girls with paint masks

The child’s environment and social life

Well-developed listening skills are important – not only for your child’s language development but also for your child’s social skills. Wearing hearing aids is important for social success, but some children reject their hearing aids for social reasons such as, fear of lack of acceptance or feeling self-conscious around peers or strangers.

Supporting your child’s social skills

Children with hearing loss are most often able to interact socially on equal terms with children without hearing impairment. Your child’s ability to develop social skills will depend upon their age, degree of hearing loss, time of diagnosis, treatment, and of course, personality.

Some children with hearing loss may feel left out because they do not always recognize subtle cues or a person asking for attention and consequently may not be able to respond with appropriate behavioral adjustments. That’s why the correct hearing aids, tools and techniques are important but also that people around your child are trained and learn how to communicate.

“What are those things on your ears?”

All children want to be “normal” and be an accepted member of a social group – almost at any cost. For some children, a way of solving the problem of fitting in is to take off their hearing aids and “fake” that they are able to understand what is going on.

Your child might try to reject or minimize their use of hearing aids to appear “normal”. They might also find it difficult to ask for help at school because they do not want to draw attention to themselves. As your child grows it is natural that they will listen more and more to their peers and start to question what you say. As parents we cannot protect our children from hurtful situations. But we can acknowledge their feelings, reassure them that they are doing well and convince them that wearing hearing aids is important - all the time. Encouraging your child to wear hearing aids with Oticon BrainHearingTM technology can support your child's acceptance of wearing them due to the strong speech processing and speech understanding benefits.

Practice responses

Give your child some ideas of phrases they can use when responding to questions or comments about their hearing aids. Engage other family members to discuss solutions to different socializing issues in a relaxed way.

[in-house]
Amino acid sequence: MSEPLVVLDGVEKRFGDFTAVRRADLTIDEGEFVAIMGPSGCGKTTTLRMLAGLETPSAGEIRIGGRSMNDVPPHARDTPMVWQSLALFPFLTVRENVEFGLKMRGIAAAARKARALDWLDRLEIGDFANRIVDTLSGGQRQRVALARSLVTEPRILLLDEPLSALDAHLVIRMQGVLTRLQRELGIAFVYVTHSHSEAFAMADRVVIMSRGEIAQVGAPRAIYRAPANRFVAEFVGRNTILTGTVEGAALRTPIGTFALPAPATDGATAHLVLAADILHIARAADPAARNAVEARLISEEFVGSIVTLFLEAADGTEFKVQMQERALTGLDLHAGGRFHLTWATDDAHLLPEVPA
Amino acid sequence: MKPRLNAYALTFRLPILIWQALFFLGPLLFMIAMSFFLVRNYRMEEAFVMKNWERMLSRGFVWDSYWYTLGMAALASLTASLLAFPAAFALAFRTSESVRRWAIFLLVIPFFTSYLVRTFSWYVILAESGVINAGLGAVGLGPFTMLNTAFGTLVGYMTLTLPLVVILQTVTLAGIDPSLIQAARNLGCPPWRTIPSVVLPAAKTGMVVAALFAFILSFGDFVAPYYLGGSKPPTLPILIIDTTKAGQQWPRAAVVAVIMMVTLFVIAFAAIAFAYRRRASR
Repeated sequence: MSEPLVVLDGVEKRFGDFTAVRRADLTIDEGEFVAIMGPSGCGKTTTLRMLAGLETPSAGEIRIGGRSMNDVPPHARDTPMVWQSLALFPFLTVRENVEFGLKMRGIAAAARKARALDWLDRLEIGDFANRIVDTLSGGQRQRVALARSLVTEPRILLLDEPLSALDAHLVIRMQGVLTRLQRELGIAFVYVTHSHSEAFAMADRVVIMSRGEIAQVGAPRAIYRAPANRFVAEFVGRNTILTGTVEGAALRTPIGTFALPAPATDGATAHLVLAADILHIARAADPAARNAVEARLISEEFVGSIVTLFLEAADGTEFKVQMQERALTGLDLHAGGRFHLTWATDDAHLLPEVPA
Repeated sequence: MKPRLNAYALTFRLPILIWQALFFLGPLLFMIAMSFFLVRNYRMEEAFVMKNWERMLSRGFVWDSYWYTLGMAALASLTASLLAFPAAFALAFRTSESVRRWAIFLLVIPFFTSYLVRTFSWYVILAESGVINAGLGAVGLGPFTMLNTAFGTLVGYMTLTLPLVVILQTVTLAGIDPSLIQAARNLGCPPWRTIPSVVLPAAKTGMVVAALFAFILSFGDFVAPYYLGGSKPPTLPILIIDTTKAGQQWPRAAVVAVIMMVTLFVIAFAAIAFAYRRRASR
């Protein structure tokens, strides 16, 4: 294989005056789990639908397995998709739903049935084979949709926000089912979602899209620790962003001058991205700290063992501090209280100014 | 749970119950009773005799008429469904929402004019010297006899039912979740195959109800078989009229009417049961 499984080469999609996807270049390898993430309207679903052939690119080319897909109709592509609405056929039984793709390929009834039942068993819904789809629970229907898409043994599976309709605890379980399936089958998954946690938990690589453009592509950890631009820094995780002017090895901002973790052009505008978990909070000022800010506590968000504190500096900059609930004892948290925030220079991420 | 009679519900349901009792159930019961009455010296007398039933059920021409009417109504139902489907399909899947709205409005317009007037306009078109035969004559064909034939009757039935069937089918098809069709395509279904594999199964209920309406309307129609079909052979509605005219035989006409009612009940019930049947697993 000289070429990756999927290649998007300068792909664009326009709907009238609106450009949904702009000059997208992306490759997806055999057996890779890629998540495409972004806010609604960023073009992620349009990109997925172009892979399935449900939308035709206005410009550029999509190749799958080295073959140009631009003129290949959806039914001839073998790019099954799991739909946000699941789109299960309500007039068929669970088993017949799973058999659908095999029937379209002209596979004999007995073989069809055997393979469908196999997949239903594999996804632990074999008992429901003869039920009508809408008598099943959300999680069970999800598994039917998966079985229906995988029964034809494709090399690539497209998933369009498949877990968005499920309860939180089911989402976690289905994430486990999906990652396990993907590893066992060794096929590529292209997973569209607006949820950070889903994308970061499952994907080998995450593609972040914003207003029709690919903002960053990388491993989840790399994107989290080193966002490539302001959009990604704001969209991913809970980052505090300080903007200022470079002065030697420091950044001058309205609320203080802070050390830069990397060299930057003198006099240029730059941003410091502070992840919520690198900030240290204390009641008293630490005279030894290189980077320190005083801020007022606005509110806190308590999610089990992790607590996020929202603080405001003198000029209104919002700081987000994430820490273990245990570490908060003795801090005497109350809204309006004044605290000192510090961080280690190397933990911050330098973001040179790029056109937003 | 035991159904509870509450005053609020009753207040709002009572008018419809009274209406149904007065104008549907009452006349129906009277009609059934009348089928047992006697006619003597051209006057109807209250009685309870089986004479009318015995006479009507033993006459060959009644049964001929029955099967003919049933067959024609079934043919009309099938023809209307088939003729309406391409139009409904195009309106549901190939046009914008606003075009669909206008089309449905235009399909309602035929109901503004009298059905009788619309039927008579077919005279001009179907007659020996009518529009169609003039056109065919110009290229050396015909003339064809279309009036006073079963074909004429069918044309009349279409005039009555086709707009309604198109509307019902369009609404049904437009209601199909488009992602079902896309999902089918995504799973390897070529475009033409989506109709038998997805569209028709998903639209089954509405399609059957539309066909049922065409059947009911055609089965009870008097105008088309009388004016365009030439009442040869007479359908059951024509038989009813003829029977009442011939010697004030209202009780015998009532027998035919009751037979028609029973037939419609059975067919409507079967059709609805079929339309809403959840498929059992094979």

Introduce to other users

Your child will benefit from meeting with other hearing aid users. Around them they will feel “normal”, they can share experiences and support each other. Ask your community or hearing care professional for help. This could also include social media groups and blogs.

Empower your child

Encouraging your child to take responsibility of their hearing loss is key to motivating them to wear their hearing aids. Involve them in caring for their equipment and teach them self-advocacy.

Educate others

Invite your child’s friends over to your home and let them ask questions. You can also talk to the teacher about having “hearing” as a theme at school or inviting a hearing care professional to come and talk about hearing impairment.

young adults with hands up

Socializing in large gatherings

Social activities, such as family dinners, parties and large gatherings can often be very challenging and tiring for a child with hearing loss. Hearing aids with BrainHearing technology can help your child to distinguish speech from background noise, focus on what is being said, and avoid annoying feedback during hugs.

Oticon hearing aids for children


Going to school

For children with hearing loss in a classroom setting, EduMic, a wireless remote microphone system can make one-to-many communication between the teacher and multiple students easier. By simply having the teacher wear the lightweight and discreet EduMic, students can hear the teacher's voice loud and clear through their Oticon hearing aids.

Read about classroom solutions



 

Staying connected through gadgets

Oticon hearing aids allow children and teens to connect to the modern world. Our current hearing aids have Made for iPhone® functionality and a wide range of Bluetooth® connection options. Children and teens can use their hearing aids to connect to classroom electronics. They can also use them to enjoy other activities like talking on the phone, listening to music, watching videos and more.

ConnectClip
Oticon’s ConnectClip is a small wireless microphone that is the perfect solution for difficult listening environments requiring clear and effective one-to-one communication at home, in school or on the sports field.

ConnectClip can also turn Oticon hearing aids into a wireless headset for gaming and allow for the streaming of calls hands-free from any modern smartphone. With ConnectClip, children and teens can listen to music in rich, high-quality stereo and chat online with friends. By using ConnectClip, children and teens can gain access to the same Bluetooth-enabled devices as their peers with sound streamed directly to their hearing aids.

 

Read more about ConnectClip

 

 

  • Why children’s hearing is important

    Your child uses their hearing to learn to talk, read and write and not least for developing social skills.

  • Raising a child with hearing loss

    How to balance your role of protecting and empowering your child so they can enjoy all that life has to offer.

  • You are not alone

    Communities, other online resources and tips and how to use the hearing care professional.

  • Oticon hearing aids for children

    Explore our hearing aid solutions for children with mild to moderate and severe to profound hearing loss.